What You Need to Know About Getting Divorced After the Age of 50
There is a somewhat surprising trend occurring across the United States – older married couples are deciding to get divorced at much higher rates. In fact, divorce rates for couples over the age of 50 have doubled since the 1990s. If that was not surprising enough, the divorce rate has tripled for married couples over the age of 65.
Getting divorced at an older age comes with unique concerns and considerations you need to be prepared for, especially when it comes to your finances and retirement. If you fail to prepare, you could wind up living destitute during your golden years. For example, approximately four percent of married couples older than the age of 62 live in poverty, while fourteen percent of divorced men and a shocking thirty percent of divorced women are impoverished.
Be Proactive With Planning for Your Post-Divorce Future
When you and your spouse reach the decision to pursue a divorce, you need to thoroughly evaluate your living expenses and what you expect to receive from retirement savings. To avoid the financial challenges that often result from divorce, you may either need to return to work, accept working longer (i.e. beyond the regular retirement age of 65) or accept lower living standards.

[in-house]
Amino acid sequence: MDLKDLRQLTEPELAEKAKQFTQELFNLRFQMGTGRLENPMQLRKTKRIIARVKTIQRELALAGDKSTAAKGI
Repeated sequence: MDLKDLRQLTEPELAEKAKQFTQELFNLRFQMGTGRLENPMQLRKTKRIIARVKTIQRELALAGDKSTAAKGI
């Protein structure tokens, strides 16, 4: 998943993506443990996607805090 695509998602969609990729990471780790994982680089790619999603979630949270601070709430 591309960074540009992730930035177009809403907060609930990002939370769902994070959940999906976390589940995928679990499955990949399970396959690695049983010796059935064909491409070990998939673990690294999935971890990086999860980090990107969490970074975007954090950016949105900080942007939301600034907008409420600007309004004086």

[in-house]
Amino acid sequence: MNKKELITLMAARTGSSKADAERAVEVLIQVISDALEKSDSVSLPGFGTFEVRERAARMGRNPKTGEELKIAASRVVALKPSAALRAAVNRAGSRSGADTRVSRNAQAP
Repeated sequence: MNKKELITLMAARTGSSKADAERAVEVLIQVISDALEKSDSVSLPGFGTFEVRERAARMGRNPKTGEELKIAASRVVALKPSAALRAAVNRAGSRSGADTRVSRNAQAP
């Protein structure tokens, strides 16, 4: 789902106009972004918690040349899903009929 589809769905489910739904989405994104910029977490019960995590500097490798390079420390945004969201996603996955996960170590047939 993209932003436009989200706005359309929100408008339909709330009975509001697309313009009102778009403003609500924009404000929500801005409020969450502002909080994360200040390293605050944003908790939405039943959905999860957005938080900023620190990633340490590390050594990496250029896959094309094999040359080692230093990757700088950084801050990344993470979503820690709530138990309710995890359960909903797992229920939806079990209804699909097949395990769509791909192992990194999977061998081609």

Pursue What You are Rightfully Owed
You need to make sure you pursue a sufficient amount of marital assets and alimony. It is understandable to struggle with making certain financial decisions, especially when you may also be dealing with the emotional stress and anxiety associated with a divorce. You might also be concerned about the costs of prolonged litigation. Nevertheless, you need to make sure you get what you are rightfully owed because you will need those assets in your post-divorce life.
How Divorce Can Impact Your Retirement
There is no way around it – a divorce can significantly impact your quality of life when you decide to retire and stop working. You may be required to live on only half your expected income from your retirement savings and social security. This is because Texas is a community property state where marital assets are generally divided equitably between the parties. This means a division of the assets in your 401(k) retirement plan, individual retirement account, and any pension you may be entitled to. When retirement funds are being divided, a court will likely require a Qualified Domestic Relations Order (QDRO). This is necessary to divide money in retirement accounts without incurring any early withdrawal penalties.
Speak to an Experienced Houston Divorce Lawyer Today
As you can see, getting divorced after the age of 50 can get complicated very quickly. This is why you need to hire a Texas divorce lawyer who knows how a QDRO works and what needs to be included in this court document. An improperly filed QDRO will delay the divorce process and result in you paying additional QDRO fees. Get in touch with the law firm of Lindamood & Robinson, P.C. We possess decades of experience helping people through the divorce process, including older adults. Contact our office today to schedule a confidential consultation to discuss your situation.